THE BLOG
04/03/2013 03:51 pm ET | Updated Jun 03, 2013

Maybe We're Finally 'Ready for Hillary,' But Is Hillary Ready for Us?

I woke up this morning to an email from Allida Black, chair of the new super PAC Ready for Hillary. The big news is that the PAC has gone live after registering with the FEC in January (and following me on Twitter this past Saturday!). "Ready for Hillary is the only organization dedicated to building a national network of supporters that will be in place and ready to jump into action the moment Hillary decides to seek our party's nomination," the email explains. As a recent CNN opinion piece says, "If Hillary Clinton wants to be the next nominee of the Democratic Party to be president, the job is hers." Let's examine why.

On March 24, the New York Times published a letter determining, in essence, that Hillary defies convention. The rules seem to be different for her. "No nonincumbent in the history of contemporary U.S. presidential politics ever looked so formidable three years before an election," the article details. Perhaps it's because she's a woman. Maybe her experience as a former first lady has something to do with it. An individual once so truly despised by much of America (she's come a long way from '90s headband scrutiny) has now, through her tireless work as secretary of state, managed to bring naysayers to her side. She has, as the Times letter continues, rebounded from defeat better than any recent political aspirant in almost 40 years. Maybe it's because she bears the lucky Clinton name, although it comes with some heavy baggage. I'm sure it has something to do with the fact that she's been put through hell by the public and the media, necessarily and unnecessarily, and has learned from her past mistakes. If Hillary is so above and beyond convention -- due to these or other reasons -- that she simply has to ask "Where do I sign?" to acquire the 2016 Democratic presidential nomination, she's the lady that needs to be the first female president.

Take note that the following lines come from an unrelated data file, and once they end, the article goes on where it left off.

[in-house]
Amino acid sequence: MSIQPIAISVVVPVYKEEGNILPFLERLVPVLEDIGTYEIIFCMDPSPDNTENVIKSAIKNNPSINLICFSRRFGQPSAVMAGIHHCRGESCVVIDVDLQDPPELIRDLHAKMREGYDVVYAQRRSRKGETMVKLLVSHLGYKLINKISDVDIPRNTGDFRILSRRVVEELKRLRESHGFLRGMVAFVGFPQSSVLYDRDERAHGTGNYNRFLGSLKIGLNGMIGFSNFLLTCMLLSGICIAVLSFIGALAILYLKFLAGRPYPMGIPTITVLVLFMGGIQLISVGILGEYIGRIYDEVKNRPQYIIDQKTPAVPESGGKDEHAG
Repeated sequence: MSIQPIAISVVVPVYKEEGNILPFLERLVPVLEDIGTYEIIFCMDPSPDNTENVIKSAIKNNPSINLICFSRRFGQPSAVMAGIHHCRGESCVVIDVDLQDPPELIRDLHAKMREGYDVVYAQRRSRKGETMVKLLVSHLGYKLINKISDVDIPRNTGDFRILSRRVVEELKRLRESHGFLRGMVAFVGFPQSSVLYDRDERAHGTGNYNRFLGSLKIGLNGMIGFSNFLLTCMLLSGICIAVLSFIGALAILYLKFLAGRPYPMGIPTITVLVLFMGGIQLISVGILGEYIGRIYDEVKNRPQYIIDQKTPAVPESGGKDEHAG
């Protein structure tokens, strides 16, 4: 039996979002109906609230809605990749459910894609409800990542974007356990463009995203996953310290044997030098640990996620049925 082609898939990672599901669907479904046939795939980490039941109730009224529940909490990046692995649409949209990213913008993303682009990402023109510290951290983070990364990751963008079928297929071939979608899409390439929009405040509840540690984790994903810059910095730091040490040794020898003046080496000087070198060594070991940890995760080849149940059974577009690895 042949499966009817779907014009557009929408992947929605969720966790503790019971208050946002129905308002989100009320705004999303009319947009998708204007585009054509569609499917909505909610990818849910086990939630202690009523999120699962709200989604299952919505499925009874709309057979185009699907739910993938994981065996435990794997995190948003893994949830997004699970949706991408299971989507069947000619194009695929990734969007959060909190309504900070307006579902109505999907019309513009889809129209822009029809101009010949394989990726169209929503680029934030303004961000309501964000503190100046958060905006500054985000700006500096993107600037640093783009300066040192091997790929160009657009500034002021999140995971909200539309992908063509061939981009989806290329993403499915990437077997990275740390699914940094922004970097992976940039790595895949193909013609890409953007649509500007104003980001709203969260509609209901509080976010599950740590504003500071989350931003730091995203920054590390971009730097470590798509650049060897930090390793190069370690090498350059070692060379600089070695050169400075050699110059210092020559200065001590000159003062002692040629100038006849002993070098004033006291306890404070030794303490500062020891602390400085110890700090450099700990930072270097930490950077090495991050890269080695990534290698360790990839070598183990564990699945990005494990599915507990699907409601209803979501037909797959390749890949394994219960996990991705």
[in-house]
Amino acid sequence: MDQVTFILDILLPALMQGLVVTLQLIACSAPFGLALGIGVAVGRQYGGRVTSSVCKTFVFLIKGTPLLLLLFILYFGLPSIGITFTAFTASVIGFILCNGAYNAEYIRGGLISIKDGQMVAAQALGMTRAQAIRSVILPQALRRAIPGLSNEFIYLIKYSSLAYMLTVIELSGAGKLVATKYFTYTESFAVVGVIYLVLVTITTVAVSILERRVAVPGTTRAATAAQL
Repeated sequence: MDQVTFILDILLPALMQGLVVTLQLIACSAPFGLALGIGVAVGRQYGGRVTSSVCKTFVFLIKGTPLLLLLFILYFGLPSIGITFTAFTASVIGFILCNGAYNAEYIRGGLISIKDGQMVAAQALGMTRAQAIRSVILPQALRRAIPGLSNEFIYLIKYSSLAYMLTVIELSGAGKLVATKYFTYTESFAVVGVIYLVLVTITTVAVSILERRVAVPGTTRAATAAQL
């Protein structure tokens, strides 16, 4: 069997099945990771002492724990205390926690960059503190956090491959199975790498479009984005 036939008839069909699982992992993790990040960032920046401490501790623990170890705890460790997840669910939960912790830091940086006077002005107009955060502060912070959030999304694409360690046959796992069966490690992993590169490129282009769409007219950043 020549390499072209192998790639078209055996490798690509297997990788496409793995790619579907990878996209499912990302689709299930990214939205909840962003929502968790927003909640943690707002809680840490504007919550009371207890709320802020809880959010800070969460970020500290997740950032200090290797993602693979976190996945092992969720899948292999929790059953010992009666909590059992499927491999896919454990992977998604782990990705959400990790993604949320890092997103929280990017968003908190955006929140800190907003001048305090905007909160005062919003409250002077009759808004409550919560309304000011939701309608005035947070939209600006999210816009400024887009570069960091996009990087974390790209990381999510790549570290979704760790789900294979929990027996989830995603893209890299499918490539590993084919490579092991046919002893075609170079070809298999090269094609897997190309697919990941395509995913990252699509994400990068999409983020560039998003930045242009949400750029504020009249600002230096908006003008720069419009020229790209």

It looks like the country, maybe even the world is ready for a Hillary presidency, thanks to the relationships she fostered during her visits to 112 countries in the last four years. Her ultimate electability depends largely on how President Obama's second term pans out. If the economy continues to recover and international conflicts aren't heightened, there is a good chance the public will want to keep a Democrat in office. Why rock the boat if things are finally looking up? And if anyone can derail the pattern of an incumbent party only having eight consecutive years in the White House (minus 1988, considering the past 60 years), it's Hillary. If these areas are regressing by election season, the country will probably again try its hand at a Republican president, and the relatively standard course of electoral history will continue (I wish people would get past the idea that a president and his party are solely to blame for mistakes that occur during his term).